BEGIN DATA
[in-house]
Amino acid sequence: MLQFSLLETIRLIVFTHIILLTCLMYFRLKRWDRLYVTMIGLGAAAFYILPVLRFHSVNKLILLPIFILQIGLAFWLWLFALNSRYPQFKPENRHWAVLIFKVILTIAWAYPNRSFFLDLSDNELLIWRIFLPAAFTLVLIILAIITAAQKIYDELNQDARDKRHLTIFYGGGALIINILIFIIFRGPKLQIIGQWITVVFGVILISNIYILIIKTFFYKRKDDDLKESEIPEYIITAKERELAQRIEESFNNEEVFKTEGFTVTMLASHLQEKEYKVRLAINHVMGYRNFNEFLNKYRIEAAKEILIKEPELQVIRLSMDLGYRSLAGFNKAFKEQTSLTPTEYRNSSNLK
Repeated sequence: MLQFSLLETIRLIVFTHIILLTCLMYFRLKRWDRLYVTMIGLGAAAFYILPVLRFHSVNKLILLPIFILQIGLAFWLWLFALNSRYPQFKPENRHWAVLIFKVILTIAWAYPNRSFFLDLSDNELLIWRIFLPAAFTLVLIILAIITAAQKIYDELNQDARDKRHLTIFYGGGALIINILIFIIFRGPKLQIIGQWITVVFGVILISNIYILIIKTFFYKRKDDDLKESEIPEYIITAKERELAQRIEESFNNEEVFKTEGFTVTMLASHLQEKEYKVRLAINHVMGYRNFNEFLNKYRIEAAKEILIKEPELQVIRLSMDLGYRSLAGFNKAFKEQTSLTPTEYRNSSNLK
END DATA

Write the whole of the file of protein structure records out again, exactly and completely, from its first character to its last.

[in-house]
Amino acid sequence: MLQFSLLETIRLIVFTHIILLTCLMYFRLKRWDRLYVTMIGLGAAAFYILPVLRFHSVNKLILLPIFILQIGLAFWLWLFALNSRYPQFKPENRHWAVLIFKVILTIAWAYPNRSFFLDLSDNELLIWRIFLPAAFTLVLIILAIITAAQKIYDELNQDARDKRHLTIFYGGGALIINILIFIIFRGPKLQIIGQWITVVFGVILISNIYILIIKTFFYKRKDDDLKESEIPEYIITAKERELAQRIEESFNNEEVFKTEGFTVTMLASHLQEKEYKVRLAINHVMGYRNFNEFLNKYRIEAAKEILIKEPELQVIRLSMDLGYRSLAGFNKAFKEQTSLTPTEYRNSSNLK
Repeated sequence: MLQFSLLETIRLIVFTHIILLTCLMYFRLKRWDRLYVTMIGLGAAAFYILPVLRFHSVNKLILLPIFILQIGLAFWLWLFALNSRYPQFKPENRHWAVLIFKVILTIAWAYPNRSFFLDLSDNELLIWRIFLPAAFTLVLIILAIITAAQKIYDELNQDARDKRHLTIFYGGGALIINILIFIIFRGPKLQIIGQWITVVFGVILISNIYILIIKTFFYKRKDDDLKESEIPEYIITAKERELAQRIEESFNNEEVFKTEGFTVTMLASHLQEKEYKVRLAINHVMGYRNFNEFLNKYRIEAAKEILIKEPELQVIRLSMDLGYRSLAGFNKAFKEQTSLTPTEYRNSSNLK